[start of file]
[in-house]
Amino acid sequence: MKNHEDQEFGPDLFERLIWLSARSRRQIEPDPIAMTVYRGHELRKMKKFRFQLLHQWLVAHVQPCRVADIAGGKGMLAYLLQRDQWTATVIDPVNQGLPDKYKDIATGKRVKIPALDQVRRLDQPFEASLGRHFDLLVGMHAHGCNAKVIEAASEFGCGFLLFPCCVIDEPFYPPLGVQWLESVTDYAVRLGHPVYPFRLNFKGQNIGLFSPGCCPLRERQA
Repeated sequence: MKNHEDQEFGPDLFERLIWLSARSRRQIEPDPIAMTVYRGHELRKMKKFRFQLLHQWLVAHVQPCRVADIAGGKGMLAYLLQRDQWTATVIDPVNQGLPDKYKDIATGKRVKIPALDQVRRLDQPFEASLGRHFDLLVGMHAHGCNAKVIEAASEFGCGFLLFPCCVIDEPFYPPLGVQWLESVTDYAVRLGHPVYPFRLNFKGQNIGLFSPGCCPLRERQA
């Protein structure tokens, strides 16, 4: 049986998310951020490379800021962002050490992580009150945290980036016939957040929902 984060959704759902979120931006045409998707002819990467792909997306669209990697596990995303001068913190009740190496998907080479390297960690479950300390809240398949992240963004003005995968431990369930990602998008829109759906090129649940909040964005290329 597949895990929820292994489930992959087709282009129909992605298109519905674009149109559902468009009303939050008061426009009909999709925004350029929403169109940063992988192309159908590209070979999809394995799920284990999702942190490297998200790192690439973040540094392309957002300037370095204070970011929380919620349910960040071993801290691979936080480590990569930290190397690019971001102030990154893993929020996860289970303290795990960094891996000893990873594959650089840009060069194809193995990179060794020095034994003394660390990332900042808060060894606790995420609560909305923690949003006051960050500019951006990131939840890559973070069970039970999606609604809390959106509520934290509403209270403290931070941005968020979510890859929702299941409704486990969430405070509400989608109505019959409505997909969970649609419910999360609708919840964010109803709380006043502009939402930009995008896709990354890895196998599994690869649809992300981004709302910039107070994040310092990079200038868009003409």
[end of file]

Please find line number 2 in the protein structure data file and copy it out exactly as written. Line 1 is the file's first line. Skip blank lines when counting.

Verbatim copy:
Amino acid sequence: MKNHEDQEFGPDLFERLIWLSARSRRQIEPDPIAMTVYRGHELRKMKKFRFQLLHQWLVAHVQPCRVADIAGGKGMLAYLLQRDQWTATVIDPVNQGLPDKYKDIATGKRVKIPALDQVRRLDQPFEASLGRHFDLLVGMHAHGCNAKVIEAASEFGCGFLLFPCCVIDEPFYPPLGVQWLESVTDYAVRLGHPVYPFRLNFKGQNIGLFSPGCCPLRERQA